Intraarticular hyaluronic acid injections are one of the treatment options for knee osteoarthritis.1 What do we know about the effectiveness of hyaluronic acid for the hip? Have hyaluronic acid injections been studied for other joints or is it primarily used to treat knee osteoarthritis?

Hyaluronic Acid Injections Are FDA-Approved for Knee Osteoarthritis but Not for Hips

Hyaluronic acid injections have been FDA approved for many years as a treatment for knee osteoarthritis. But the American College of Rheumatology recommends against the use of hyaluronic acid in patients with hip osteoarthritis.2 Nevertheless, some doctors have been using it off-label as hip injections for their patients. For example, Blue Cross/Blue Shield medical insurance considers intra-articular injections of hyaluronic acid in any joint other than the knee to be investigational and not medically necessary. Researchers have studied the effectiveness of hyaluronic acid injections for the hip and the results were inconclusive.

Hyaluronic Acid Ineffective for Hip Osteoarthritis

Hyaluronic acid aims to restore the normal properties of the synovial fluid. It has also been suggested that hyaluronic acid may protect the cartilage, and reduce the production and activity of inflammatory chemicals (such as pro-inflammatory mediators, matrix metalloproteinases).

According to one study, a single injection of hyaluronic acid is not effective for hip osteoarthritis, actually, no more effective than placebo.3 Because hyaluronic acid is rapidly cleared from joints, more than one injection could be needed to provide benefit. Rapid clearance of hyaluronic acid is just one theory of why multiple injections may produce a better result.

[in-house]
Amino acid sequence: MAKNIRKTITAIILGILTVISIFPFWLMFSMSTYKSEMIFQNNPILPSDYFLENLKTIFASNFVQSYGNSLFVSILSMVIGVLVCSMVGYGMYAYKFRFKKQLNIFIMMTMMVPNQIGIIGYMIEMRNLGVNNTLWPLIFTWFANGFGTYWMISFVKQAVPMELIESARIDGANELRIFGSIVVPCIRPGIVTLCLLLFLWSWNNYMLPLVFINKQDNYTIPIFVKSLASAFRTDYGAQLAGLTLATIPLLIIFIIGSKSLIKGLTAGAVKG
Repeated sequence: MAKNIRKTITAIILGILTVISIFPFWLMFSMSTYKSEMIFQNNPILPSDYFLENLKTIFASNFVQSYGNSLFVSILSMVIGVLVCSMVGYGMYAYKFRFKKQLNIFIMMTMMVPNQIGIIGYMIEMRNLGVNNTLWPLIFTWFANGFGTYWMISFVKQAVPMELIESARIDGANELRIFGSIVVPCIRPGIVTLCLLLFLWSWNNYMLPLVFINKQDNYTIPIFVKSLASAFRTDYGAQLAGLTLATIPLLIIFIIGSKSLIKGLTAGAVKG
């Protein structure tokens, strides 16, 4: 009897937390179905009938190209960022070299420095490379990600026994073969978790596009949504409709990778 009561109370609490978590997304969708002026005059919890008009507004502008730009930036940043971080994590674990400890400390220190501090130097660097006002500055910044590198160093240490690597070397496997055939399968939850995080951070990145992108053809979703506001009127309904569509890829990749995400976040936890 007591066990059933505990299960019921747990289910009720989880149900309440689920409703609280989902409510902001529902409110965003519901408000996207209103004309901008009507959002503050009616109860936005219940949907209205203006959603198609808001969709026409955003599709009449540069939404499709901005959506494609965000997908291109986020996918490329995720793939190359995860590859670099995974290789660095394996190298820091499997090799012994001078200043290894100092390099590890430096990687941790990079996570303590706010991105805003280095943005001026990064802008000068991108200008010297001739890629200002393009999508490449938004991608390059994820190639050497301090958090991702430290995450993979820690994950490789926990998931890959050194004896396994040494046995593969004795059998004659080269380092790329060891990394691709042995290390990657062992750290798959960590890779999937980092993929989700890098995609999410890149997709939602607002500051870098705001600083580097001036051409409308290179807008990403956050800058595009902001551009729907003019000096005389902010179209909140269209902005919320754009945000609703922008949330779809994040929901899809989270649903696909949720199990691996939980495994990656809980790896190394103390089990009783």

Studies that looked at the effectiveness of hyaluronic acid for hip osteoarthritis have been small and scarce. More studies are needed to determine if hyaluronic acid is a suitable treatment option for joints other than the knee.

Hyaluronic Acid Injections Also Falling Out of Favor for Knee Osteoarthritis

The 2019 guidelines by the American College of Rheumatology conditionally recommend against the use of intra-articular hyaluronic acid injections for knee osteoarthritis.2 Based on a review of 15 studies, the American Academy of Orthopedic Surgeons (AAOS) issued new recommendations in June 2013 saying hyaluronic acid doesn’t meet minimum clinically important improvement measures.4 This may lead to fewer and fewer doctors using these injections for knee osteoarthritis.

Author: Hanna